How can a corporation amend its articles of incorporation?
Where the shareholders want to amend the articles of incorporation, the proposed amendments are usually provided to the other shareholders at or before a special meeting of shareholders or the annual meeting of shareholders, and the shareholders then vote on whether or not to approve the proposed amendments. Some states’ corporate laws are silent on the issue of approving such amendments, but some specifically state how many shareholders must approve the proposed amendments (states usually only require a simple majority, but other states may require a greater number of shareholders or even that the approval be unanimous). Once approved, the amendments must be filed with the secretary of state for the company’s state of incorporation (that is, the state where the original articles of incorporation have been filed). The amendments do not become legally effective until the secretary of state formally accepts the filing.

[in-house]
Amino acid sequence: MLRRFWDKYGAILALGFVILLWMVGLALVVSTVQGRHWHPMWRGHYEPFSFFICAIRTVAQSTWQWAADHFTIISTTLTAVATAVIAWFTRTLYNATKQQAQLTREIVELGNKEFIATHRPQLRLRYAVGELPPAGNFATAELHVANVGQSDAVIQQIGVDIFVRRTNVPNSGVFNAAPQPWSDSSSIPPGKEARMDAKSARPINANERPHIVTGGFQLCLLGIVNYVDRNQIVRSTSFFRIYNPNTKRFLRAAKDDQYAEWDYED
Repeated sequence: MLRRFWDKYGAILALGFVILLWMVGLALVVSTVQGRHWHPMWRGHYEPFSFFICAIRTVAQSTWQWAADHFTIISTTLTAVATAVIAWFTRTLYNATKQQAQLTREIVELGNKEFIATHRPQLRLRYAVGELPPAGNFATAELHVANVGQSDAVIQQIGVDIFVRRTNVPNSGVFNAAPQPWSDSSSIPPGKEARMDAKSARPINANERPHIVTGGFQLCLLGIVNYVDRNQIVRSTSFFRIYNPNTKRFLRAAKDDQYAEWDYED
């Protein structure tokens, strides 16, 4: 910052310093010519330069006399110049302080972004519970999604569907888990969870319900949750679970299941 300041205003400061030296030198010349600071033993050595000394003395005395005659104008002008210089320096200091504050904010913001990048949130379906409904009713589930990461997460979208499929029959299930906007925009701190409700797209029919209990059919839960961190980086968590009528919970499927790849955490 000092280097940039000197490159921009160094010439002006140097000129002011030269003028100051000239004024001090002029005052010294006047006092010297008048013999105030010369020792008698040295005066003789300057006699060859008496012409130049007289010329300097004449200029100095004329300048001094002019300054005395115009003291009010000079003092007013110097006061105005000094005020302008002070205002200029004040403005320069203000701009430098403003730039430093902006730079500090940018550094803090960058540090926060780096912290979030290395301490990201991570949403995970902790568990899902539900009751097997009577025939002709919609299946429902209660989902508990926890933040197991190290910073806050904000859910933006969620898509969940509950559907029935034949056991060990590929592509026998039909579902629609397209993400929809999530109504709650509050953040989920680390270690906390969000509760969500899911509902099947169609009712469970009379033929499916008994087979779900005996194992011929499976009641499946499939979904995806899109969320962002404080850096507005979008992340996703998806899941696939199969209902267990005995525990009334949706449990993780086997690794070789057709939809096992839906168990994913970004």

Amendments to the article of incorporation do not happen too often, since there is not very much information actually included in the articles of incorporation. Typical amendments would include where the corporation wants to change its name or increase/decrease the number of shares it is authorized to issue.